Normalising nastiness: US ambassador calls for acceptance of chlorine-washed chicken

Chicken: if this one was of the US chlorine-washed variety, do you think Boris Johnson would be soiling his hands with it?

It doesn’t matter what Theresa Villiers says; people in the UK are being told chlorine-washed chicken is “delicious” in a bid to brainwash us into accepting the substandard fare post-Brexit.

Ms Villiers, the Environment Secretary, has said chlorine-washed chicken would not be allowed into the UK as part of a prospective trade deal with the United States.

But in a letter The Sunday Times seemed happy to publish, US ambassador Woody Johnson (yes, that’s his real name and I wonder if he realises its euphemistic significance) demanded that chlorine-washed chicken should remain on the table during talks (I know; that’s hardly hygienic).

He claimed chlorine washes are “the most effective and economical way to fight food-borne illness” – but that’s not the point.

The issue is not only about making sure the meat is free of germs that could have attached themselves to it after slaughter; it’s about American-raised chickens being kept in such poor conditions that they are riddled with disease.

We would be eating diseased meat. At least, that’s the implication.

And there’s another question: if this spokesman for US chicken really did care about food standards, why not advocate that American producers raise theirs to the UK level? Why must we always accept the lowest standards available?

The trouble is that, by maintaining it as an issue – possibly one that could stop a trade deal, and by pushing it to an impressionable public as a viable alternative, the ambassador is normalising it; making it acceptable.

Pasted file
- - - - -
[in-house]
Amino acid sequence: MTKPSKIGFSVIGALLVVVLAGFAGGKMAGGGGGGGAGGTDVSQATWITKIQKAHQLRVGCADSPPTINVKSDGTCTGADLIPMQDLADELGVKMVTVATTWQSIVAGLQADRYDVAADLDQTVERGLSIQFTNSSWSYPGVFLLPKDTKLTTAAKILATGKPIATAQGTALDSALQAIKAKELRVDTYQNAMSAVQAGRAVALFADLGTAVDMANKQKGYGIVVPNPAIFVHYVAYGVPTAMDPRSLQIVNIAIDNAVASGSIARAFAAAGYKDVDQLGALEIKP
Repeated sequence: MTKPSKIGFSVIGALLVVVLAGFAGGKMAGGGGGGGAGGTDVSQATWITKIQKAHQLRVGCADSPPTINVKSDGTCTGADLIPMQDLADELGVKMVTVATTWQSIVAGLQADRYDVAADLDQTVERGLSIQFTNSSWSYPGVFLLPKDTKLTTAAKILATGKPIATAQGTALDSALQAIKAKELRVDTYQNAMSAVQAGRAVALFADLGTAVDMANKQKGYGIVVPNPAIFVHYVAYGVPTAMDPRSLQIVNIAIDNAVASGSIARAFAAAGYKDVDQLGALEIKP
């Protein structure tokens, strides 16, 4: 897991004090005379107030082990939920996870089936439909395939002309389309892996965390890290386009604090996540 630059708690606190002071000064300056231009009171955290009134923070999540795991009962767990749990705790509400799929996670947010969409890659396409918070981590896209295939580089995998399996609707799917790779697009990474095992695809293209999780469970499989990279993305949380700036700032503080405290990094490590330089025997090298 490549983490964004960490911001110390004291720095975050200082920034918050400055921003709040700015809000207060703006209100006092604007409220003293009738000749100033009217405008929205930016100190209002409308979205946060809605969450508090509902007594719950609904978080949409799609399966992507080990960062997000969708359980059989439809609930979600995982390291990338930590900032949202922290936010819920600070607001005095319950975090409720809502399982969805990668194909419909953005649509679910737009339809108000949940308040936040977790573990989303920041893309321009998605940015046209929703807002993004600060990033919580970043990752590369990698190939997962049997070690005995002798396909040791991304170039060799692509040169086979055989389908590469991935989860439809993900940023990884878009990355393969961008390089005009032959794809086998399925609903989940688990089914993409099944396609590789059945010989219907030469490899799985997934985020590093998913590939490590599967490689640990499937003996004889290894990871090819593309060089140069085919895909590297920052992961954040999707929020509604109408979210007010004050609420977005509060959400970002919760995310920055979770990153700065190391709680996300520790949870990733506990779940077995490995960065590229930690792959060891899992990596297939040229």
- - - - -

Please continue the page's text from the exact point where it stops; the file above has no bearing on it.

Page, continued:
What does it say about our government that it even entertains such notions?

Source:  Johnson calls for ‘delicious’ chlorine-washed chicken in the UK after Brexit | inews

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5 thoughts on “Normalising nastiness: US ambassador calls for acceptance of chlorine-washed chicken

  1. Stu

    Given the USA’s scant regard for European safety (nor even it’s own) I would recommend the greatest scrutiny before accepting anything from there.

    Example: The Grenfell fire was started by a dodgy US appliance and was accelerated by unsafe US cladding, the Tory council embracing profits before people philosophy..

    Boeing, Flint Water, Trump abolishing US water safety rules…. just a few examples.

  2. kateuk

    It’s not the chlorine itself that is the problem. Apparently you can’t taste it. Chlorine only kills 90% of germs and that’s not enough. As the article below says “US rates of campylobacter infection are 10 times higher than in the UK. The US records hundreds of salmonella deaths a year; the UK has in recent years recorded none.”
    https://www.theguardian.com/tv-and-radio/2019/jun/03/the-truth-about-chlorinated-chicken-review-an-instant-appetite-ruiner

  3. Zippi

    “We would be eating diseased meat. At least, that’s the implication.” Surely, this is the issue. We don’t know. I have less of a problem with the chicken that I do with the beef and dairy. I spent time in the U.S.A. The chicken is fine. I didn’t see how it was reared but then I don’t here, either. There is a blossoming organic food market, there and it is entirely possible to eat VERY well. I worry, when I see labels like “never contains antibiotics.” Why should you have to label your products thus?
    What our people need to do is investigate the animal welfare standards. There is too much speculation and unnecessary scaremongering, in the media. We need facts.That said, if people don’t want this chicken, they will neither buy it, nor eat it. Before people get all high and mighty about American food, they should remember that we were eating horse.

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